The presentations were designed to provide information to the Advisory Committee as they continue to explore recommendations to the SEC on various capital formation topics. This blog summarizes the 3 presentations.

By way of reminder, the Committee was organized by the SEC to provide advice on SEC rules, regulations and policies regarding “its mission of protecting investors, maintaining fair, orderly and efficient

Private Offering Rule Changes Since JOBS Act

ABA Journal’s 10th Annual Blawg 100

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As the end of 2014 approaches, I find myself reflecting on the significant successes and failures in the private offering arena since the enactment of the Jumpstart our Business Startups Act (“JOBS Act”) on April 5, 2012.  Some provisions under the JOBS Act became law without further rule-making action on the part of the SEC; others took time to pass; and significantly, Title III Crowdfunding, the most anticipated change in capital market access, has completely stalled.  This blog is a summary of the in-depth detailed blogs I’ve previously written on each of these topics with some added commentary.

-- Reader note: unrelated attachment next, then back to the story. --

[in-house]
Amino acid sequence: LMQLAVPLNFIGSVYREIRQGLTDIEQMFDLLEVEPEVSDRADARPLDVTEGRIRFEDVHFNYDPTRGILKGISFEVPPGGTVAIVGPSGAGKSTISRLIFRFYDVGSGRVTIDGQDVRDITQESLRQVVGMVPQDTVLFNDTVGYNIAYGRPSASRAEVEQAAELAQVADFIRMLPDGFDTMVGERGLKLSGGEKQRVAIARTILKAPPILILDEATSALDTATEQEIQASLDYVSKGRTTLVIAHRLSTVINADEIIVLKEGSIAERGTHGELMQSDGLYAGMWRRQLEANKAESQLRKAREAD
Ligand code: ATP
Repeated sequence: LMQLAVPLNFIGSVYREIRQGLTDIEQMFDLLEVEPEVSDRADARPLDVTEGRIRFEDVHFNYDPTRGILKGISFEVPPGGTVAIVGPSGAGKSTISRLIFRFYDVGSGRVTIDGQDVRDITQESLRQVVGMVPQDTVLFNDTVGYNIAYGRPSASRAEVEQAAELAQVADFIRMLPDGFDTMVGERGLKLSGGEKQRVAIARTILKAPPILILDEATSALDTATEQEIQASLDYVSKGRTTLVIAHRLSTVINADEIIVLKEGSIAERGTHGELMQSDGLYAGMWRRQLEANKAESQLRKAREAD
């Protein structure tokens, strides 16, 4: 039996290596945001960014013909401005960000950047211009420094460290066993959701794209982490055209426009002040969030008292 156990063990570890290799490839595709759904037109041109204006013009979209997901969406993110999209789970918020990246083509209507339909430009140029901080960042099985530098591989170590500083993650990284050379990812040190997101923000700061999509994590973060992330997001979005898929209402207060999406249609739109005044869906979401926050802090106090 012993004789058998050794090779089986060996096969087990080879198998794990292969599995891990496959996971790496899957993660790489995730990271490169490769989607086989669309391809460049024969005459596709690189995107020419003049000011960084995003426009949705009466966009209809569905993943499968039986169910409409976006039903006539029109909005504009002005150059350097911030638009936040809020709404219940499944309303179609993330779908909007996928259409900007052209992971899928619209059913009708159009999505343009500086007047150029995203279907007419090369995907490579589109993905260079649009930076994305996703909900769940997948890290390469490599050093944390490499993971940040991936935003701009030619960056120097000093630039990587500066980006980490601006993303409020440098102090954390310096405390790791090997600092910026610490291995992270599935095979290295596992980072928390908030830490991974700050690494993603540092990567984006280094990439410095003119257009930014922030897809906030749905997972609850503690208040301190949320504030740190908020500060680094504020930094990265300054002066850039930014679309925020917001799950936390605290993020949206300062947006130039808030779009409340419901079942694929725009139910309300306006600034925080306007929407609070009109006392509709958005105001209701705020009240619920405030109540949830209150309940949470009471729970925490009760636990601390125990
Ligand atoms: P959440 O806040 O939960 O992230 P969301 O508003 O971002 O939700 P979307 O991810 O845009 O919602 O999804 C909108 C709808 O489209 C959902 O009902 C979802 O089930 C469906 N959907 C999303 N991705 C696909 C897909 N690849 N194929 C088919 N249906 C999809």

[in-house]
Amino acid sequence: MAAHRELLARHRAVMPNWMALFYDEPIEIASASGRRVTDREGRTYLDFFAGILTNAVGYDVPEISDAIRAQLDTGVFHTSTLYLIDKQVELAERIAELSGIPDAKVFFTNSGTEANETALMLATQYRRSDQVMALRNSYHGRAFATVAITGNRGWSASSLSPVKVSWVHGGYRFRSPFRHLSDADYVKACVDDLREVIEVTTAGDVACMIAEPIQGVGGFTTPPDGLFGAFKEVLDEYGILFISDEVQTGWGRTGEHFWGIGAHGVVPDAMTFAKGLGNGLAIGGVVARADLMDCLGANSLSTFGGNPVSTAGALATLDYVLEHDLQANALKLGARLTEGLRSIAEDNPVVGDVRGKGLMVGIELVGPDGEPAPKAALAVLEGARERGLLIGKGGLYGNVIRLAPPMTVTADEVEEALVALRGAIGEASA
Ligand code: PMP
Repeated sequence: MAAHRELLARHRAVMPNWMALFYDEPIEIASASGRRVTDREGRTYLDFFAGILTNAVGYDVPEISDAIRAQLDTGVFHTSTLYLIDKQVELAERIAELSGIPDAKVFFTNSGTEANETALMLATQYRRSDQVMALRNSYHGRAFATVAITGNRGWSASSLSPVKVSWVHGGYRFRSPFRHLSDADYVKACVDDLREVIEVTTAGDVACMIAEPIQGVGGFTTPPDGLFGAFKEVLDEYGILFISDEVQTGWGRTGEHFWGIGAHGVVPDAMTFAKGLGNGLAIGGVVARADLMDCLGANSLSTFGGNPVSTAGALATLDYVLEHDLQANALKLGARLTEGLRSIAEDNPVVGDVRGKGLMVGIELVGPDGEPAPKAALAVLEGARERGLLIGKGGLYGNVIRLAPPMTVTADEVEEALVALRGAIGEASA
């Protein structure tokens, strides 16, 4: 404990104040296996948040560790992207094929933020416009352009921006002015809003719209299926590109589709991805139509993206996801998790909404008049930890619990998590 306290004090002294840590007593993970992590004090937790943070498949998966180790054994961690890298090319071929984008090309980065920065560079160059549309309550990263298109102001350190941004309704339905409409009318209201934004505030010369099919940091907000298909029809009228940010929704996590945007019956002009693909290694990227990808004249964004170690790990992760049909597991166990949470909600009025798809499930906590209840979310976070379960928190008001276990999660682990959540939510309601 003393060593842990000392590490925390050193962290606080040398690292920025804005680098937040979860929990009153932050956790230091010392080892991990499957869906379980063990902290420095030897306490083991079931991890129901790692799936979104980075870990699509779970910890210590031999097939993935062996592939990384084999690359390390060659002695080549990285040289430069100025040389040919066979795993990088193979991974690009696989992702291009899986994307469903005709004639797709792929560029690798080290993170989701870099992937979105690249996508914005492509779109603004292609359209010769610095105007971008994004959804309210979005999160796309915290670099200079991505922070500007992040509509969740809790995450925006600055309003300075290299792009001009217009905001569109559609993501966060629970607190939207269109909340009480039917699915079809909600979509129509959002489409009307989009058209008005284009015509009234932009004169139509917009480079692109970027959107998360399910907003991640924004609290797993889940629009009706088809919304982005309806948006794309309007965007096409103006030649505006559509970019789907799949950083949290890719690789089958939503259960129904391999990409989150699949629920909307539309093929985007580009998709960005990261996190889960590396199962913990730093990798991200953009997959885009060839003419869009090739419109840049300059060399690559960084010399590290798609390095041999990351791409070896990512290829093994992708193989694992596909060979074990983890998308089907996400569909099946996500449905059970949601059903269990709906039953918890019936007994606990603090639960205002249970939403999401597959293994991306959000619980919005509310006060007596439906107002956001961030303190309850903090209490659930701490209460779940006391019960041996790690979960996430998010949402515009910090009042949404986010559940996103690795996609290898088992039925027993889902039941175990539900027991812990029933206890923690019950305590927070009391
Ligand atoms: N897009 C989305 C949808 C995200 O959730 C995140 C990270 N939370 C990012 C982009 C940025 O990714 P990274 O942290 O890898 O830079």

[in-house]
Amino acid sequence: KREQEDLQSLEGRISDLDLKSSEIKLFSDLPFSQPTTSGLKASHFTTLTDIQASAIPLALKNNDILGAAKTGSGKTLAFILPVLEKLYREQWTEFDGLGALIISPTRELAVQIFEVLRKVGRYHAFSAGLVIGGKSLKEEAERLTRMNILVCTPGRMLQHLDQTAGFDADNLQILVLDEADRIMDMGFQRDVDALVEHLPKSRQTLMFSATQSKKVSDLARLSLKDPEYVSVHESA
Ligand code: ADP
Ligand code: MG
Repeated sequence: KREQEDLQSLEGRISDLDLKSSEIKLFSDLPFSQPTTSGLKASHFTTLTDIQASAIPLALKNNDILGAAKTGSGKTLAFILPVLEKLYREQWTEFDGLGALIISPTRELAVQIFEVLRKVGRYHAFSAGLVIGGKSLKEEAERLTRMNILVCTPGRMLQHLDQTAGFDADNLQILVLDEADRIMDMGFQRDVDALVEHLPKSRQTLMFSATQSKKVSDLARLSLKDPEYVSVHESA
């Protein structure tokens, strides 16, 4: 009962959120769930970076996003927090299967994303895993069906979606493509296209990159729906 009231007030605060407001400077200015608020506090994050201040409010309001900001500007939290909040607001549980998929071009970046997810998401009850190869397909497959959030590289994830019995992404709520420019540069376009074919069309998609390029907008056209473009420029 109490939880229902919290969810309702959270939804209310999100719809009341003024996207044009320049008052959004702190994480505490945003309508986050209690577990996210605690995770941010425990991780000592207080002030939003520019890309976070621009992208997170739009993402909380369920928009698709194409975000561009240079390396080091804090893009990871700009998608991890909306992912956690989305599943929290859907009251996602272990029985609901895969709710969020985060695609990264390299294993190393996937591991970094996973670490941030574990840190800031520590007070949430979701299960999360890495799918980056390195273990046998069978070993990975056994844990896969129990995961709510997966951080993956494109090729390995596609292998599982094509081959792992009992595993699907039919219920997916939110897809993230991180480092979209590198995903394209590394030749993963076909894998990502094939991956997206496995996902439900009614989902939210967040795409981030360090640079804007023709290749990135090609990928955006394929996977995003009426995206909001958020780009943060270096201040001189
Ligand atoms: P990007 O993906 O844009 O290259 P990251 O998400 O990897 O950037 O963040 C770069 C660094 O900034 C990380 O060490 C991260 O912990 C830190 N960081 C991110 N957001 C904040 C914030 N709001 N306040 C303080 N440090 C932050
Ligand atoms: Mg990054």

506(c) – The Elimination of the Prohibition Against General Solicitation and Advertising in Private Offerings to Accredited Investors; Broker-Dealer Exemption for 506(c) Funding Websites

The enactment of new 506(c) resulting in the elimination of the prohibition against general solicitation and advertising in private offerings to accredited investors has been a slow but sure success.  Trailblazers